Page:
Britain has decided it can mitigate the risks arising from the use of Huawei Technologies in 5G networks, a UK newspaper has reported.
The Financial Times report cites two sources familiar with the conclusion of Britain's National Cyber Security Centre (NCSC).
The conclusion reached by the British government would "carry great weight" with European leaders, the FT said, quoting a source.
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"Other nations can make the argument that if the British are confident of mitigation against national security threats then they can also reassure their publics and the US administration that they are acting in a prudent manner in continuing to allow their telecommunications service providers to use Chinese components as long as they take the kinds of precautions recommended by the British," the source told the newspaper.
Huawei, along with another Chinese network equipment company ZTE Corp, has been accused the United States of working at the behest of the Chinese government.
The United States has said their equipment could be used to spy on Americans.
Huawei has repeatedly denied the claims.
New Zealand's government last year turned down Spark's proposed use of Huawei equipment in its new 5G network after the Government Communications Security Bureau cited significant national security risks.
Prime Minister Jacinda Ardern said New Zealand was going through the same process as the UK in considering a bid by Huawei to be involved in the rollout of 5G.
New Zealand's spy agency recommended rejecting a similar bid here unless Spark proved it could mitigate similar risks.
Ms Ardern said the two countries' processes were similar in this regard.
"We have a process where an assessment is made by the GCSB, independent of ministers. Any vendor who has made an application is then told of the outcome of that assessment and is given a chance, if there are security concerns to mitigate those concerns," she said.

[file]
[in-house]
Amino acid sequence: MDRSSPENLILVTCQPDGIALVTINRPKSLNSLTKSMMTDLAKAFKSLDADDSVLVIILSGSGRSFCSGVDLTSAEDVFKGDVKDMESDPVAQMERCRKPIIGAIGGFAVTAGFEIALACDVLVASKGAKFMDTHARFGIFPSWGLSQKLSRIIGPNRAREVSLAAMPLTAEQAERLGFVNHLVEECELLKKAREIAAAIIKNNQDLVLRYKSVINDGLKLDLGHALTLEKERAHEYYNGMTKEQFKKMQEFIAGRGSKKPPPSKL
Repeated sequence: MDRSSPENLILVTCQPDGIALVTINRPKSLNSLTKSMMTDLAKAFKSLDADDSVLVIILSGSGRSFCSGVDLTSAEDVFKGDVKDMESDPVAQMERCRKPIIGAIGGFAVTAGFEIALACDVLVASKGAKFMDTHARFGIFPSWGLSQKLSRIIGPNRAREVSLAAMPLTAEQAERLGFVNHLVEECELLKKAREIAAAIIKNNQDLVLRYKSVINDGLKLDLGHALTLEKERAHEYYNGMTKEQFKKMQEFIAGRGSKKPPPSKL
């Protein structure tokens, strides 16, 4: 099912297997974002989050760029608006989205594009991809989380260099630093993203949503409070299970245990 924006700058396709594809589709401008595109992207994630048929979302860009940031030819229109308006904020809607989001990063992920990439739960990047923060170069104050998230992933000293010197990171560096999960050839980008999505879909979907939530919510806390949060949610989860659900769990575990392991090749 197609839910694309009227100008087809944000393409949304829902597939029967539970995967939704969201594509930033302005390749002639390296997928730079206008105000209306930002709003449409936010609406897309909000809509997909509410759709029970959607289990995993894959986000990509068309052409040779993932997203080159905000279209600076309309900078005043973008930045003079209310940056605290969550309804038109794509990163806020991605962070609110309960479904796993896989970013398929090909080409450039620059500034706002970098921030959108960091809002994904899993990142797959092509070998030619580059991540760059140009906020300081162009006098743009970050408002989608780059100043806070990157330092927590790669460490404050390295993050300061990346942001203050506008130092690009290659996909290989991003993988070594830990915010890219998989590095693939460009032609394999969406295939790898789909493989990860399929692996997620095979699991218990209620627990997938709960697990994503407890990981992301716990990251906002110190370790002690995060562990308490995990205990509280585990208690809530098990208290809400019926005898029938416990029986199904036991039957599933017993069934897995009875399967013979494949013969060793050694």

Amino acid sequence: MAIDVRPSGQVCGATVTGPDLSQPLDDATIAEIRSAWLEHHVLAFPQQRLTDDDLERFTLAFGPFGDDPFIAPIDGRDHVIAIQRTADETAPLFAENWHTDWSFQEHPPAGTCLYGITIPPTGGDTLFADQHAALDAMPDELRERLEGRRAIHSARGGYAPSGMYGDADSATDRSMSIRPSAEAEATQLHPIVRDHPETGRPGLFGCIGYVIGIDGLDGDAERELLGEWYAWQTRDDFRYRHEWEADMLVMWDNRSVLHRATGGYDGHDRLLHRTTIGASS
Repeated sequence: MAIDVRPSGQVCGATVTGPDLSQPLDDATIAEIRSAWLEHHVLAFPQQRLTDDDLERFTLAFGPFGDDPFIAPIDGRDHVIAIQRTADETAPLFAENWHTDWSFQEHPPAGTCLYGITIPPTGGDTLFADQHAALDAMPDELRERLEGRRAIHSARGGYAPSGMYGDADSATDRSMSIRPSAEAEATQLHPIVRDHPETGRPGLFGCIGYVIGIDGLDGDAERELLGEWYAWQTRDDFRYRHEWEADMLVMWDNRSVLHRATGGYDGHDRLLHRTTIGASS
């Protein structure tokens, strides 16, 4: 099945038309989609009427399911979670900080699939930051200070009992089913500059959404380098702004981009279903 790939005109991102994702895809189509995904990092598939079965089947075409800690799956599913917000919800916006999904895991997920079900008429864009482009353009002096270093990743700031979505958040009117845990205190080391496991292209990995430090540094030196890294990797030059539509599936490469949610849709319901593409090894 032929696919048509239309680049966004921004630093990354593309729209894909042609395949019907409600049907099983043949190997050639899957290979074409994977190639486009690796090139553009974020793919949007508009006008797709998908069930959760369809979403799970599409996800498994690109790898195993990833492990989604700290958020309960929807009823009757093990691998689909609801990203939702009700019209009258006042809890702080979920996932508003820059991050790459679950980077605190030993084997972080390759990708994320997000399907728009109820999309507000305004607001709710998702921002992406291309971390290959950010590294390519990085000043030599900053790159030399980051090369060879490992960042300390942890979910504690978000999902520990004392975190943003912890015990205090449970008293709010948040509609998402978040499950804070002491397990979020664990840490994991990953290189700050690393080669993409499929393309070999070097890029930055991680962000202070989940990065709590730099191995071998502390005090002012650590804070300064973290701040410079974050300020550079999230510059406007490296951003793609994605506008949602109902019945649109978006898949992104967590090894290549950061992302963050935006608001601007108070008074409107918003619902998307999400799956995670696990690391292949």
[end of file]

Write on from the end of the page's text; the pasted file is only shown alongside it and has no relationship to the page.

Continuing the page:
"Spark has been given options to aroung mitigation of potential security concerns and now the ball is in their court."
However, Ms Ardern responded to what she said were inaccurate news stories reporting that the relationship between China and New Zealand was under strain.
Ms Ardern told media at her weekly post-cabinet news conference that were no problems with New Zealand exports at China's border.
"Our officials in China have confirmed that New Zealand primary products continue to clear the products as usual. There is no indication of anything out of the ordinary in China's border clearance procedures for New Zealand products."
Ms Ardern said it was also not true that the Chinese Government was warning tourists not to come to New Zealand.
Earlier this month, the chief of Britain's foreign intelligence service said Britain should avoid relying on a monopoly provider of equipment in new 5G mobile networks, but that there were no easy answers to concerns about using Huawei.
Separately, Huawei chief financial officer Meng Wanzhou was arrested in Canada in December and faces possible extradition to the United States. Last month, she was charged with wire fraud that violated US sanctions on Iran.
Huawei and NCSC did not respond to requests for comment on Sunday.
- RNZ / Reuters